Total Aβ1–40 or Aβ1–42 in the brain or from the conditioned medium were quantified by sandwich ELISA (Invitrogen), as previously described [32]. Soluble Aβ oligomers were isolated and measured as previously prescribed, with some modifications [30]. Specifically, the detergent-soluble proteins were extracted with extraction buffer (50 mM Tris-HCl, pH 7.4; 150 mM NaCl; 1 mM EGTA; 3% SDS; 0.5% Triton X-100; 1% deoxycholate; 0.1 mM PMSF, 0.2 mM 1,10-phenanthroline monohydrate; protease inhibitor cocktail; and phosphatase inhibitor cocktails), mechanically homogenized and centrifuged at 4°C, 13,000 rpm for 90 minutes and the supernatant contains soluble oligomeric Aβ. The supernatant was subsequently depleted of endogenous immunoglobulins by sequential incubation with Protein A and Protein G Sepharose 4 FF resin. The supernate was then analyzed by commercially available ELISA kit that specifically detects aggregated β-amyloid using protocols provided by the manufacturer (Invitrogen).


Effectiveness of test compounds will be determined using statistical analysis. Differences between two groups will be analyzed by a two-tailed t-test. Analysis of variance will be used to compare three or more groups, and Bonferroni’s multiple comparisons test will be used to detect differences across multiple groups.


Identification of the 8 Lead Compounds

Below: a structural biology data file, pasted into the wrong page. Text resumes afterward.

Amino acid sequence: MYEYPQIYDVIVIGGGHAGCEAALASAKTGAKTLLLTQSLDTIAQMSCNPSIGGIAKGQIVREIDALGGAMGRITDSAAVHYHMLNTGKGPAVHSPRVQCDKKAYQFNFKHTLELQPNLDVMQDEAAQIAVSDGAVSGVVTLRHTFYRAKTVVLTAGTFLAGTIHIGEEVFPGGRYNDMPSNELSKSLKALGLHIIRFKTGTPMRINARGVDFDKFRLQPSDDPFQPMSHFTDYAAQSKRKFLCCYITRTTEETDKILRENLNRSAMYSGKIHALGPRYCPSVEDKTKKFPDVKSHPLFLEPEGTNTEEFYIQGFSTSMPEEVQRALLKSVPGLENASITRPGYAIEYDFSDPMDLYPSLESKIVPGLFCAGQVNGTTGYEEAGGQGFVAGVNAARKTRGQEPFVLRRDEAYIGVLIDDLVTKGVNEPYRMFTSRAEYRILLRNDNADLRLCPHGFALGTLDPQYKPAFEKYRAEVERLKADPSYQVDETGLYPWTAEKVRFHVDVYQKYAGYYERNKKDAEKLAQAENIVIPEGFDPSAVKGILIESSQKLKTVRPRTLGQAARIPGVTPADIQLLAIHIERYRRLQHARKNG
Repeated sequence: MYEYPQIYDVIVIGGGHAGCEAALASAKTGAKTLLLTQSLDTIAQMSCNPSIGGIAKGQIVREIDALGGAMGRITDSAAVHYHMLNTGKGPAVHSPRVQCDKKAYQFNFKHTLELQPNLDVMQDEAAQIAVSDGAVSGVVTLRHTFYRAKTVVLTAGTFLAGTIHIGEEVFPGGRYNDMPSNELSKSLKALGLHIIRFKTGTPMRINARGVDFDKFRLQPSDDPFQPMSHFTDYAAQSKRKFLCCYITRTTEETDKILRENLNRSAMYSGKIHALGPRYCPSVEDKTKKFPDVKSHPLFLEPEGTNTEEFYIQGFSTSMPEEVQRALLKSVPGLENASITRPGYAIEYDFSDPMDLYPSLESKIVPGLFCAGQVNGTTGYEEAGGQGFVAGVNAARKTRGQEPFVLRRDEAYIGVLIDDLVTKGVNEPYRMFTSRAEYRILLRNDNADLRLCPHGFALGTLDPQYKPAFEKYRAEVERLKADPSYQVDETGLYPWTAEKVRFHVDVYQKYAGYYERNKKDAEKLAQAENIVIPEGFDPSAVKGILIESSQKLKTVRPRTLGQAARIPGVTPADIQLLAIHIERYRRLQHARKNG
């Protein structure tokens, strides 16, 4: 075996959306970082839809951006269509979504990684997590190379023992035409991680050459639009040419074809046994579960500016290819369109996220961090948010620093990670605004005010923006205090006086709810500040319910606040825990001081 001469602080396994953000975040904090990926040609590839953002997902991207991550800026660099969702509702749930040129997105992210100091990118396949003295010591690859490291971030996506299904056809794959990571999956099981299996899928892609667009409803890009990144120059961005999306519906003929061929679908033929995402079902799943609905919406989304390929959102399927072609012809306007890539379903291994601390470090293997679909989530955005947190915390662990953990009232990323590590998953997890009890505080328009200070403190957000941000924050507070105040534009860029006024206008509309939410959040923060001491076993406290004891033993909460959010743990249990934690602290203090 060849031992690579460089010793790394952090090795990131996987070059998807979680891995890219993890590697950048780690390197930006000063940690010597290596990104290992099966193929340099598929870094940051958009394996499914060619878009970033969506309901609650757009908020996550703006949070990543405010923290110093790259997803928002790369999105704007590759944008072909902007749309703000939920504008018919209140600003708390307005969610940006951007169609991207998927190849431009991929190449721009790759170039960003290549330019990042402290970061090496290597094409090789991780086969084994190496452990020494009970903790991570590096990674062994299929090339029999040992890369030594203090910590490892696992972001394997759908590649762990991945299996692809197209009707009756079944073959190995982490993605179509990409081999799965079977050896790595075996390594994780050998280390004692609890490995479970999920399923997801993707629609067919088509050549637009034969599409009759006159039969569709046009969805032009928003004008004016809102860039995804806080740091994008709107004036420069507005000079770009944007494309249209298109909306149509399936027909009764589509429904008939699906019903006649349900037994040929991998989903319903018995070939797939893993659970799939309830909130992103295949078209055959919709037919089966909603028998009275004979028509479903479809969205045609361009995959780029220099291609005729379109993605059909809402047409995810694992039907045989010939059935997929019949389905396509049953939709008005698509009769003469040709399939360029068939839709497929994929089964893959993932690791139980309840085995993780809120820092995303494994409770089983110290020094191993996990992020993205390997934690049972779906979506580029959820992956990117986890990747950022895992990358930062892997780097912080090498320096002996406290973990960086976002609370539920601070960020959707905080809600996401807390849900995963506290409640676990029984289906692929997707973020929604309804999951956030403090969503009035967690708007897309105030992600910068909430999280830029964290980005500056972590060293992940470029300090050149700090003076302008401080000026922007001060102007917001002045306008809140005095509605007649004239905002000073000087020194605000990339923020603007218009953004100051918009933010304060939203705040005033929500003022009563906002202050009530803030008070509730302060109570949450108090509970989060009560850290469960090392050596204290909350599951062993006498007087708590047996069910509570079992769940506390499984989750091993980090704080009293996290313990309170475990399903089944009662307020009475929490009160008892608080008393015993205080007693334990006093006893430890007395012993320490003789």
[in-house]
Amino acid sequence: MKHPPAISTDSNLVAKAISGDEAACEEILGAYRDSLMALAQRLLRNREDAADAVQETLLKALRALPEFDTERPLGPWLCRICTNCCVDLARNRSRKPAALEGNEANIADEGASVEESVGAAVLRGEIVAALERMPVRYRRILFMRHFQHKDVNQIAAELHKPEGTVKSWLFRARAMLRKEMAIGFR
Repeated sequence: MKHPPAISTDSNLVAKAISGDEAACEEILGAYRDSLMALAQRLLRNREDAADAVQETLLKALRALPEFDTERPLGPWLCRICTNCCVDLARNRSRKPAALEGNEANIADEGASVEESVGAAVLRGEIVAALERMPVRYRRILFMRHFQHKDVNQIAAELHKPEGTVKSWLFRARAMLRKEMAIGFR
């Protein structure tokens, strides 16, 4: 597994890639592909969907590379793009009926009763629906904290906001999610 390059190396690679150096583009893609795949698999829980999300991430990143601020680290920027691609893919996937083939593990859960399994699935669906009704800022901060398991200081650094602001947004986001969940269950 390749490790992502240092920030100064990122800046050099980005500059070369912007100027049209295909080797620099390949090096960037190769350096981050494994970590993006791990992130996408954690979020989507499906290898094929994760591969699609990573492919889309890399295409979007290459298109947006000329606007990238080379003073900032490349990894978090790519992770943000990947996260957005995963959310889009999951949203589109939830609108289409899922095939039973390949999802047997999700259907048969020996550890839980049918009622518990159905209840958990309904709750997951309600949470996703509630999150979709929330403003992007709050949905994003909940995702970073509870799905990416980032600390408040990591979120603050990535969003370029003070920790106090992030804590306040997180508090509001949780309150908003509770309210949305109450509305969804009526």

The screening scheme is presented in Figure 2. Screening of the 1600 FDA approved drugs identified 800 drugs that could lower Aβ by 10%, among which, 184 lowered Aβ by 30%. We also found 241 drugs that could increase Aβ by 10%, among which 26 drugs increased Aβ by 30%. These data were used to build the first MT model followed by the addition of screen results of anti-aggregation activity from 720 natural compounds. A combined list of over 25 million compounds including over 300,000 extracts were screened in silico against the topological features. Compounds with desired Aβ-lowering and anti-aggregation characteristics from the in silico screening were chosen for in vitro testing. In vitro testing included Aβ-lowering activity in primary neuron culture, anti-aggregation activity by in vitro aggregation assay followed by confirmation by PICUP assay. Figure 3 shows typical data from a representative compound that exhibit both Aβ-lowering activity and anti-aggregation activity. Figure 3A shows a dose response reduction of Aβ1–40 and Aβ1–42 in primary neurons isolated from Tg2576 mice following overnight incubation with the testing compound. Figure 3B shows a dose response reduction of high molecular weight (HMW) soluble oligomer formation in the presence of testing compound, the reduction of HMW soluble oligomers is accompanied by the increase concentration of monomers (Figure 3B). The anti-aggregation activity was then confirmed by the PICUP assay that examines initial peptide-to-peptide interactions that are necessary for spontaneous oligomerization of Aβ peptides [33] (Figure 3C and 3D). In the absence of cross-linking, only Aβ1–42 trimers and monomers and Aβ1–40 monomers were revealed on the SDS-PAGE gel (Lane 2, figure 3C for Aβ1–42 and 3D for Aβ1–40, please note the Aβ1–42 trimer band is an SDS-induced artifact). Using cross-linking to stabilize Aβ peptide-to-peptide interactions, we confirmed that Aβ peptides spontaneously aggregate into multimeric conformers; Aβ1–42 formed a mixture of monomers and oligomers of orders 2–6, whereas Aβ1–40 formed a mixture of monomers, dimers, trimers and tetramers (Figure 3C and 3D, lane 3). We found that incubation of Aβ1–42 with testing compound at equimolar concentrations significantly reduced the formation of oligomers of orders 3–6, and at 10x access, almost completely blocked the generation of n>3 oligomers and significantly reduced the generation of dimers and trimers (Figure 3C, lanes 4 and 5). Similarly, testing compound significantly reduced the amount of Aβ1–40 tetramer at equimolar concentrations, completely abolished the formation of aggregated Aβ1–40 tetramer and significantly reduced the generation of dimer and trimer species at 10x access molar concentration (Figure 3D, lanes 4 and 5). Densitometry quantitations of the amount of oligomers are presented in right panels of Figures 3C and 3D.